2 LDS doctors find medical breakthrough

The relationship between two LDS scientists who were brought together by a common interest in Church history has led to the development of a lifesaving drug.

Respiratory syncytial virus (RSV) is the most common cause of infant pneumonia worldwide, causing up to 4,500 deaths and 90,000 hospitalizations of infants in the United States each year, and countless others throughout the world.Efforts to prevent RSV pneumonia had been unsuccessful until Dr. Gregory A. Prince of Potomac, Md., and Dr. Val G. Hemming of Gaithersburg, Md., initiated their research effort. Their observations, and subsequently their collaboration with many other investigators, led to the development of RespiGam(TM), the only drug available for the prevention of RSV infection. RespiGam was licensed by the United States Food and Drug Administration in January.

The two scientists met when Dr. Hemming, then a colonel and physician in the U.S. Air Force, moved to Maryland to join the faculty of the F. Edward Hebert School of Medicine of the Uniformed Services University of the Health Sciences (USU). He and his wife, Alice, purchased a home for their family in the Gaithersburg Ward, Washington D.C. Stake, where Dr. Prince and his wife, JaLynn, had moved five years earlier so he could work at the National Institutes of Health (NIH).

"Our initial area of common interest was not science," said Dr. Hemming, "but Church history. It was only after many hours of discussion about LDS history that we discovered an opportunity for scientific collaboration."

The formal collaboration, which began in 1982, continues to produce information published in medical and scientific journals.

Dr. Prince, who received doctorate degrees at UCLA, began research on RSV in 1973.

"Our research at NIH was leading us to the hypothesis that antibody may prevent serious RSV disease in infants," he said. "At the same time, Dr. Hemming's research on serious bacterial infections of newly born infants was leading him to similar observations on the value of antibody. Our contact at Church functions and the close proximity of our laboratories, which were across the street from each other, greatly facilitated the development of a formal collaboration."

Dr. Hemming completed medical school and training in infectious diseases at the University of Utah College of Medicine and residency training in pediatrics in Texas. During a clinical study seeking better treatment for certain bacterial infections in newborns, a serendipitous event occurred.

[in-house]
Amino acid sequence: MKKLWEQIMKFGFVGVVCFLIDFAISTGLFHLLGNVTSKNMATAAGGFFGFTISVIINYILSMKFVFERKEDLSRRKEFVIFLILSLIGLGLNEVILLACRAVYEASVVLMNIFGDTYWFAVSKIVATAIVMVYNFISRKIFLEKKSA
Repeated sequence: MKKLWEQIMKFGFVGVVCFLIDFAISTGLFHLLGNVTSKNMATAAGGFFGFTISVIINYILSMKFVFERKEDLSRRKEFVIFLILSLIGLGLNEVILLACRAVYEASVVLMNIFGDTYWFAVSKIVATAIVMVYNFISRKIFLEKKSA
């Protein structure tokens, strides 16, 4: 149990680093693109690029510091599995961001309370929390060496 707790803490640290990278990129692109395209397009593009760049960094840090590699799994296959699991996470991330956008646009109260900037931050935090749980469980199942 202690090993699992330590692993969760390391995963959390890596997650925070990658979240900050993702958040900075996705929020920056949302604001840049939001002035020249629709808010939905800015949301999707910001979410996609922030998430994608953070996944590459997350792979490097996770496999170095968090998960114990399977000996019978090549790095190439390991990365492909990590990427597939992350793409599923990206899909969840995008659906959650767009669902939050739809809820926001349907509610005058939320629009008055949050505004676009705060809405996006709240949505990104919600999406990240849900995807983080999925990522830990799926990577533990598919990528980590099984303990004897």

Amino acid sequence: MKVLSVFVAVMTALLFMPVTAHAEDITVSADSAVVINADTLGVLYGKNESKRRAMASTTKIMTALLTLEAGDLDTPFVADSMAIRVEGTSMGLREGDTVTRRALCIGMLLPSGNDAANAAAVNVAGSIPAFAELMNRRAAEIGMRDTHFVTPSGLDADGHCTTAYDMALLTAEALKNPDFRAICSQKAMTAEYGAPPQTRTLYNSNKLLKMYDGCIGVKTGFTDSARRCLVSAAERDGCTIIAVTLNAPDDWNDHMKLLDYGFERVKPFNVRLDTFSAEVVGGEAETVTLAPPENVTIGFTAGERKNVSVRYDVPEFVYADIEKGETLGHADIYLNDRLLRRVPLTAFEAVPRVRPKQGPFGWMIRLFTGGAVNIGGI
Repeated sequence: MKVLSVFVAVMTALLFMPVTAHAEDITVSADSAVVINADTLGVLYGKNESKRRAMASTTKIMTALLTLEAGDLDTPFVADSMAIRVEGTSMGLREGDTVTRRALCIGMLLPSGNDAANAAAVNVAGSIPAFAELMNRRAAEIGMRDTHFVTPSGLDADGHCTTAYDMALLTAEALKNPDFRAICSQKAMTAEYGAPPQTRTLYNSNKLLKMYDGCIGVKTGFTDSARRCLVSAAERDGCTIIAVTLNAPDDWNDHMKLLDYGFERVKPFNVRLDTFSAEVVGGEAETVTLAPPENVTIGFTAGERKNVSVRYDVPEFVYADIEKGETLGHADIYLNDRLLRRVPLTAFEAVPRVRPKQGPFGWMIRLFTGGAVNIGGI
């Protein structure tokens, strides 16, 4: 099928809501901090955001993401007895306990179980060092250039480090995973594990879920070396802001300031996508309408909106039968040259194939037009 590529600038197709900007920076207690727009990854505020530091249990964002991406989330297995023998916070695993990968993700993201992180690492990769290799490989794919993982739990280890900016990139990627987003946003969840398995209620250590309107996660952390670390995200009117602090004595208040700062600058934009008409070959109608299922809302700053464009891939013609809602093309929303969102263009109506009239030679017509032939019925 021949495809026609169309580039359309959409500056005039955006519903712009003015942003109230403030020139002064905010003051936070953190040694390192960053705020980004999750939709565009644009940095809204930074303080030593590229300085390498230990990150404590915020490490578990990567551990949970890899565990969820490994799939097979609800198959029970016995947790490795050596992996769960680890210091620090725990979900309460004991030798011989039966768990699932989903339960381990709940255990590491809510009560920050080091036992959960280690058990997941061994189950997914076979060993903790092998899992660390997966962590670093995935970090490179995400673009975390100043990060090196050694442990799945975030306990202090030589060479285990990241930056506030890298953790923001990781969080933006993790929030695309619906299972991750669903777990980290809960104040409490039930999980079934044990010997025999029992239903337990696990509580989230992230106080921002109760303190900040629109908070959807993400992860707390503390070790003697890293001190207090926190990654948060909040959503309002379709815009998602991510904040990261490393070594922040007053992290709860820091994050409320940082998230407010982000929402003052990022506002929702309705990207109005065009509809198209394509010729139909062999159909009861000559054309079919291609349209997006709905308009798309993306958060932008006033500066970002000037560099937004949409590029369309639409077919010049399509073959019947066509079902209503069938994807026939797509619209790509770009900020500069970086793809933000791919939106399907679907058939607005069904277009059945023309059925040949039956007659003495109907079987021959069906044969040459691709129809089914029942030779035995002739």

According to Dr. Hemming: "One of our study centers in Colorado enrolled a Native American baby who had pneumonia of unknown cause. This baby received an infusion of purified human antibody, and to the surprise of the attending physicians, took a dramatic turn for the better.

"Shortly after this occurred, and to our great surprise, we received a laboratory report verifying that the baby had RSV pneumonia."

The antibody hypothesis and the observations from this infant suggested that antibody, collected from adult human plasma donors, might be used to prevent serious RSV lung infections in infants and young children.

Using their combined observations, the two scientists and other collaborators succeeded in obtaining funding from NIH to conduct clinical trials to test the ability of anti-RSV antibody to prevent RSV disease in infants with chronic lung or heart diseases.

Over the next six years, the studies involved more than 70 medical centers across the U.S., and more than 1,500 infants and young children.

"We have gained a deep appreciation of the complex process by which an idea can become a lifesaving drug," said Dr. Prince. "Hundreds of scientists, physicians, nurses and other support personnel, and thousands of deeply dedicated parents have made extraordinary efforts for many years to make RespiGam happen. "The lives that will be saved," Dr. Hemming added, "become the legacy of all these people."

Dr. Hemming, interim dean of the USU School of Medicine, is a member of in the Montgomery Village Ward of the Seneca Maryland Stake.

Dr. Prince is vice president and director of research of Virion Systems Inc., a Maryland biotechnology corporation, and a member of in the Potomac North Ward of the Washington D.C. Stake.

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